Home / News

Australia’s First Online Census Halted Due to Multiple DDoS Attacks

The Australian Bureau of Statistics reports deliberate and “malicious” attacks from offshore, designed to sabotage nation’s first online 2016 Census. “Clarification on whether the government is backtracking from its initial diagnosis of a DDoS—which is an attack—has been sought by Guardian Australia from the ABS [Australian Bureau of Statistics], but the explanation has been the subject of some scepticism,” writes Elle Hunt in the Guardian.

Alastair MacGibbon, the prime minister’s special adviser on cybersecurity, said it was the sort of assault typically used against government systems. ‘A denial of service is not a breach. It’s not designed to take data,’ he said. ‘A denial of service is designed to frustrate.’ Aug 10 / New York Times

“Census Fail… and the dangers of estimating traffic,” Danny Bishop, a Melbourne-based digital media strategist writes: “Of course the technology failed. There’s no doubting that Ultimately that’s the cause of everything. But someone, somewhere doomed it all to fail when they estimated the traffic. In the week leading up to Census night, spokespeople for the ABS stated that they had tested the site to 1,000,000 form submissions per hour - twice the load they expected. So what that tells us is that the ABS actually expected 500,000 form submissions per hour, and tested to 200% of that figure. How did the ABS come up with that figure?”

“I Didn’t Put My Name on the Census,” Paul Budde today in CircleID: “Our leaders seem to be totally oblivious to the concerns many citizens have, and they have failed to properly address these concerns… In order to stand up for privacy, democracy and liberty I defied the law and did not put my name on the Census, simply in order to send out a message that I don’t like the fact that people within the ABS and the government do not seem to take our concerns seriously.”

By CircleID Reporter

CircleID’s internal staff reporting on news tips and developing stories. Do you have information the professional Internet community should be aware of? Contact us.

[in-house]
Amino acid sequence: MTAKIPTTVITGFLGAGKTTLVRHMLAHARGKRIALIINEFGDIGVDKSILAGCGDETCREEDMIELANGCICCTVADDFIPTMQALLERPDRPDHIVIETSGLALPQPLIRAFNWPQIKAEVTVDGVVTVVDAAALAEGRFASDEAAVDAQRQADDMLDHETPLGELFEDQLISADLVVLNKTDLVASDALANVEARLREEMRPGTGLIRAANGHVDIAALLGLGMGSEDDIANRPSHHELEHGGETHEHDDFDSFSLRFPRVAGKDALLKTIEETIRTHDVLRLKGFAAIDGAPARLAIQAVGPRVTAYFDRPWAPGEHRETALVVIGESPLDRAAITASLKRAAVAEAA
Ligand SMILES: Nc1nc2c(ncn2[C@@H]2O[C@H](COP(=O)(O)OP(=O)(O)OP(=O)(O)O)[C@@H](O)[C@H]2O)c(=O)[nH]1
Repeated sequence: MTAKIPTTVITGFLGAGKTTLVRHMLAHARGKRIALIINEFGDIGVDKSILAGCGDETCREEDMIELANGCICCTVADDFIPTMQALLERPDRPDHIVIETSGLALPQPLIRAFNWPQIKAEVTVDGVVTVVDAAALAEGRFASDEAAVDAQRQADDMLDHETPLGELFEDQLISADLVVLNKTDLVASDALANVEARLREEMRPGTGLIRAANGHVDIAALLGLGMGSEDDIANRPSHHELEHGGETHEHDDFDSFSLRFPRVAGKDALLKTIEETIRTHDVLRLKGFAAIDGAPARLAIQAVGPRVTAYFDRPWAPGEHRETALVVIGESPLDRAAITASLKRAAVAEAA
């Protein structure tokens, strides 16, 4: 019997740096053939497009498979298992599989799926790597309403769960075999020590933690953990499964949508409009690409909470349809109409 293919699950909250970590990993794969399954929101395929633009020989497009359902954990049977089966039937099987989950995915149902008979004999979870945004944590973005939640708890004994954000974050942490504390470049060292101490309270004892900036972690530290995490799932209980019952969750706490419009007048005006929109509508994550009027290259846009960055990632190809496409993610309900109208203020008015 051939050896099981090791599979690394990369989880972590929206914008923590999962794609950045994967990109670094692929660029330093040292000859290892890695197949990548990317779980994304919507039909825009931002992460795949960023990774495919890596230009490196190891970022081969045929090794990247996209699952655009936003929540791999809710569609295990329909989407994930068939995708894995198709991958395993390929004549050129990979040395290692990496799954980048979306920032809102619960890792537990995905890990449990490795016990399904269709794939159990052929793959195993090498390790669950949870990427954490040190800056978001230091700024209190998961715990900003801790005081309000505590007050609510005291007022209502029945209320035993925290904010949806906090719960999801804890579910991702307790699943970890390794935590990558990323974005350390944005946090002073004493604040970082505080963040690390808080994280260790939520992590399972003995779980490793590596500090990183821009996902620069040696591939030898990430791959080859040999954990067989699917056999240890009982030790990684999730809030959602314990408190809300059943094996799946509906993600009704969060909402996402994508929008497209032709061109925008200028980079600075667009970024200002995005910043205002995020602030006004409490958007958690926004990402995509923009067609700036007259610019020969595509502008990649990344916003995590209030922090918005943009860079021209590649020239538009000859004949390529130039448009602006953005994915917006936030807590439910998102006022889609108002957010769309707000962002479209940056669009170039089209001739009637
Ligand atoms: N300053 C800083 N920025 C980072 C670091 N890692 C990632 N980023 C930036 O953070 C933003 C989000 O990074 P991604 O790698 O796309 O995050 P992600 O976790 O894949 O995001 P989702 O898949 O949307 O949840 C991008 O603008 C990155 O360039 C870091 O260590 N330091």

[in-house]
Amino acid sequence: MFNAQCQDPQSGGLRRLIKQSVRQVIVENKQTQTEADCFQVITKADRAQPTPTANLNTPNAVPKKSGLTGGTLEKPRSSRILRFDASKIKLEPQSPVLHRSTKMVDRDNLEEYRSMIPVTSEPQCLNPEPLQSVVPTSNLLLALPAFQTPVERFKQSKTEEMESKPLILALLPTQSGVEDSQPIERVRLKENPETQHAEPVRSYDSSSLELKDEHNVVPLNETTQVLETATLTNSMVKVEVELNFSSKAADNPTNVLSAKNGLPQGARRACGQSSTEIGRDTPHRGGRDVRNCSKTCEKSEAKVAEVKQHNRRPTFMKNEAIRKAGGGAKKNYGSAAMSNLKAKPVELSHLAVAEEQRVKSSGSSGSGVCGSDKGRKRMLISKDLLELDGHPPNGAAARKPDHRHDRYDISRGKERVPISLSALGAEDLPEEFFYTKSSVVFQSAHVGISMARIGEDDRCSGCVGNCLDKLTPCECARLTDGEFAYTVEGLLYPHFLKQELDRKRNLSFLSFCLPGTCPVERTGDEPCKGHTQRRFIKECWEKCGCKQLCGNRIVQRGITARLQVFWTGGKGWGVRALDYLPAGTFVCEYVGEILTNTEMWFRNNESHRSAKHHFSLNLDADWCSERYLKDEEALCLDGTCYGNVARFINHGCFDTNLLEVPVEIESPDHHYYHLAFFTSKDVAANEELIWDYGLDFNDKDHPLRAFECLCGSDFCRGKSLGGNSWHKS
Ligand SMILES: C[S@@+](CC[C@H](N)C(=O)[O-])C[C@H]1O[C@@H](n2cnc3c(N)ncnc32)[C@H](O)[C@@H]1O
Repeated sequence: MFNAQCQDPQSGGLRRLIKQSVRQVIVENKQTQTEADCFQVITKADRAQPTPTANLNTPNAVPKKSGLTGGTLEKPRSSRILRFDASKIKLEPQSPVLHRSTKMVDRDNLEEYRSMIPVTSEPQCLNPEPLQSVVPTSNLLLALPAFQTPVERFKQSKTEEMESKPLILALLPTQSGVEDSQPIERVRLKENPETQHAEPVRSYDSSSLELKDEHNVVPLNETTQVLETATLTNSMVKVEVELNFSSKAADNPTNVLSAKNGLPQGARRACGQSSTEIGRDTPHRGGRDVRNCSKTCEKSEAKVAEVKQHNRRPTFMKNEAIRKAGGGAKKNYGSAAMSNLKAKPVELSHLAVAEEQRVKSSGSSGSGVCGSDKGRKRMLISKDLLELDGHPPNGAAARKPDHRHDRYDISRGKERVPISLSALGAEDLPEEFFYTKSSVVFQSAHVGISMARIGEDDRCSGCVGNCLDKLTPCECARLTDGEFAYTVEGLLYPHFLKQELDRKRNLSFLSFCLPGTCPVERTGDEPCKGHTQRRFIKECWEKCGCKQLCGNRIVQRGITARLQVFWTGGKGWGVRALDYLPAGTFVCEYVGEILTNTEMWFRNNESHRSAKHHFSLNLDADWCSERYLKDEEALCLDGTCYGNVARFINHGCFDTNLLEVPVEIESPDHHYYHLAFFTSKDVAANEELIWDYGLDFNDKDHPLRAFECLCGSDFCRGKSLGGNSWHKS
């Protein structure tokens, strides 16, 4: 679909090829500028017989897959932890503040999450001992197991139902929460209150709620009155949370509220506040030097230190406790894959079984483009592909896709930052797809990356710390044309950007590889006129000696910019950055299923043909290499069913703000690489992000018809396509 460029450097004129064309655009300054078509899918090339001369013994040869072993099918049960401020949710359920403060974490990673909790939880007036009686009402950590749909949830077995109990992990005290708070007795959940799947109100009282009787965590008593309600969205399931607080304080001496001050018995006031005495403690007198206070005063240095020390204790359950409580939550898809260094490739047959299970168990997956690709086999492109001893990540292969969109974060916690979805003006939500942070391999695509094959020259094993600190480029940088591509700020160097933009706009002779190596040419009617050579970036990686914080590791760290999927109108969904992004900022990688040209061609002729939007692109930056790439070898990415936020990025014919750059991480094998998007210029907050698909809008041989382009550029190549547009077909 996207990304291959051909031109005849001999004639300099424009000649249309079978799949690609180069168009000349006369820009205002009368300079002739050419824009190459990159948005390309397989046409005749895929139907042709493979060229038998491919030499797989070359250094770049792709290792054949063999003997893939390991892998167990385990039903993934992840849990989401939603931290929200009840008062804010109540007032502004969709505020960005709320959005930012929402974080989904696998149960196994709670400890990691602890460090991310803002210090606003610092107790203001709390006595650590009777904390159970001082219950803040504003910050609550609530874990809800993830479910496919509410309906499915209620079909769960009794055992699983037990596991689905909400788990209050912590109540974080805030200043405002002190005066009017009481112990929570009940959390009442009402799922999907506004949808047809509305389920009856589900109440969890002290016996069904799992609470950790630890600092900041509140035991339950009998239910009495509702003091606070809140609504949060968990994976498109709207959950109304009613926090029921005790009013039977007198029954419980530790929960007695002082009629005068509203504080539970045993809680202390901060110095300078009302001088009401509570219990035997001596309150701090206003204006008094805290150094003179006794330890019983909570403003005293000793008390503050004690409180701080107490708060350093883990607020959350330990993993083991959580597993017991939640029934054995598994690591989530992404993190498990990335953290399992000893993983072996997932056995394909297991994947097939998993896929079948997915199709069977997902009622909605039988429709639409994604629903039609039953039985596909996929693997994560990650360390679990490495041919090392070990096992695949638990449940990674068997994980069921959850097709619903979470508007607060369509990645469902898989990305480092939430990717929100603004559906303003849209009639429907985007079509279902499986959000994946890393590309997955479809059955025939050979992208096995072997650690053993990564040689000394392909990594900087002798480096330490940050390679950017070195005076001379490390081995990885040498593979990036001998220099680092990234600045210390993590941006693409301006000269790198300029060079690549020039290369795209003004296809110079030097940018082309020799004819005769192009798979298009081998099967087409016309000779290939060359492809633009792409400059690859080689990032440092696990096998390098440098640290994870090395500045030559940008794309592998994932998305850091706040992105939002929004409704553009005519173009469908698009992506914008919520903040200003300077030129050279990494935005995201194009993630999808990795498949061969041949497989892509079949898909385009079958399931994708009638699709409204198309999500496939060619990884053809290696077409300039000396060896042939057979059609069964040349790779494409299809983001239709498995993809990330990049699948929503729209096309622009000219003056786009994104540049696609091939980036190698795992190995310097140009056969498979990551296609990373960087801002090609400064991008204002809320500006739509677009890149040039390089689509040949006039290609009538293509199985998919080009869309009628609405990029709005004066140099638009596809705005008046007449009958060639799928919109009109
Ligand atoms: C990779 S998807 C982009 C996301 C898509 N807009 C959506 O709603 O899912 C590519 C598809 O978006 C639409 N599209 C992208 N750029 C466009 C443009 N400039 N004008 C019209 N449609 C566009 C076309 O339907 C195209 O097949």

Visit Page

Filed Under


Comment Title:

  Notify me of follow-up comments

We encourage you to post comments and engage in discussions that advance this post through relevant opinion, anecdotes, links and data. If you see a comment that you believe is irrelevant or inappropriate, you can report it using the link at the end of each comment. Views expressed in the comments do not represent those of CircleID. For more information on our comment policy, see Codes of Conduct.

CircleID Newsletter The Weekly Wrap

More and more professionals are choosing to publish critical posts on CircleID from all corners of the Internet industry. If you find it hard to keep up daily, consider subscribing to our weekly digest. We will provide you a convenient summary report once a week sent directly to your inbox. It's a quick and easy read.

I make a point of reading CircleID. There is no getting around the utility of knowing what thoughtful people are thinking and saying about our industry.

Co-designer of the TCP/IP Protocols & the Architecture of the Internet




Sponsored byVerisign

New TLDs

Sponsored byRadix

Domain Names

Sponsored byVerisign


Sponsored byDNIB.com

Brand Protection

Sponsored byCSC

IPv4 Markets

Sponsored byIPv4.Global

Threat Intelligence

Sponsored byWhoisXML API